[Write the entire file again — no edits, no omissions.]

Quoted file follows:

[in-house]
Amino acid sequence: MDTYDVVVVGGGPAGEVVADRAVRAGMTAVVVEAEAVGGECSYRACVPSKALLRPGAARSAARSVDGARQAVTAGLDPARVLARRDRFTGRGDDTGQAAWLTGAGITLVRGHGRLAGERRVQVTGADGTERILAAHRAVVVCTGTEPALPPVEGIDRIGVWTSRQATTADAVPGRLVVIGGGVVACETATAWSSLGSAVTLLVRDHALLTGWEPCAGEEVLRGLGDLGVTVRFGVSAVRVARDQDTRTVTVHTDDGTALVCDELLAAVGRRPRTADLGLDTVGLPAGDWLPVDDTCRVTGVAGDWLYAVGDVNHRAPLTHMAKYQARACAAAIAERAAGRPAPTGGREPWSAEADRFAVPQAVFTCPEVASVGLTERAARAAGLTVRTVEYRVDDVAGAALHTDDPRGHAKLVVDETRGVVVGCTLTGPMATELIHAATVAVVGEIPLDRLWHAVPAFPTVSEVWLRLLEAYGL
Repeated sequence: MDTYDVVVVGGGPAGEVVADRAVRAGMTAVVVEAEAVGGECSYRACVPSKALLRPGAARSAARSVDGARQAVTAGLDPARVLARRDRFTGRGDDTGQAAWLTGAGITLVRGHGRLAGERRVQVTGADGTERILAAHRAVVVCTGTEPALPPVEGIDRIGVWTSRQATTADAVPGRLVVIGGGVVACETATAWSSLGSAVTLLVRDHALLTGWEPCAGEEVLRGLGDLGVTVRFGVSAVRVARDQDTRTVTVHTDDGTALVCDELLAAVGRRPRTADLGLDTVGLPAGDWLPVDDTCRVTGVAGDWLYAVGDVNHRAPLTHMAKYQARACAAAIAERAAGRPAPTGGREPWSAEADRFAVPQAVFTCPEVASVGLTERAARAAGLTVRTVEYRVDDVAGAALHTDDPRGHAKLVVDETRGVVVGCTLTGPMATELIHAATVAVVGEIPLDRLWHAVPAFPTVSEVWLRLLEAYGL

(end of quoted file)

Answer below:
[in-house]
Amino acid sequence: MDTYDVVVVGGGPAGEVVADRAVRAGMTAVVVEAEAVGGECSYRACVPSKALLRPGAARSAARSVDGARQAVTAGLDPARVLARRDRFTGRGDDTGQAAWLTGAGITLVRGHGRLAGERRVQVTGADGTERILAAHRAVVVCTGTEPALPPVEGIDRIGVWTSRQATTADAVPGRLVVIGGGVVACETATAWSSLGSAVTLLVRDHALLTGWEPCAGEEVLRGLGDLGVTVRFGVSAVRVARDQDTRTVTVHTDDGTALVCDELLAAVGRRPRTADLGLDTVGLPAGDWLPVDDTCRVTGVAGDWLYAVGDVNHRAPLTHMAKYQARACAAAIAERAAGRPAPTGGREPWSAEADRFAVPQAVFTCPEVASVGLTERAARAAGLTVRTVEYRVDDVAGAALHTDDPRGHAKLVVDETRGVVVGCTLTGPMATELIHAATVAVVGEIPLDRLWHAVPAFPTVSEVWLRLLEAYGL
Repeated sequence: MDTYDVVVVGGGPAGEVVADRAVRAGMTAVVVEAEAVGGECSYRACVPSKALLRPGAARSAARSVDGARQAVTAGLDPARVLARRDRFTGRGDDTGQAAWLTGAGITLVRGHGRLAGERRVQVTGADGTERILAAHRAVVVCTGTEPALPPVEGIDRIGVWTSRQATTADAVPGRLVVIGGGVVACETATAWSSLGSAVTLLVRDHALLTGWEPCAGEEVLRGLGDLGVTVRFGVSAVRVARDQDTRTVTVHTDDGTALVCDELLAAVGRRPRTADLGLDTVGLPAGDWLPVDDTCRVTGVAGDWLYAVGDVNHRAPLTHMAKYQARACAAAIAERAAGRPAPTGGREPWSAEADRFAVPQAVFTCPEVASVGLTERAARAAGLTVRTVEYRVDDVAGAALHTDDPRGHAKLVVDETRGVVVGCTLTGPMATELIHAATVAVVGEIPLDRLWHAVPAFPTVSEVWLRLLEAYGL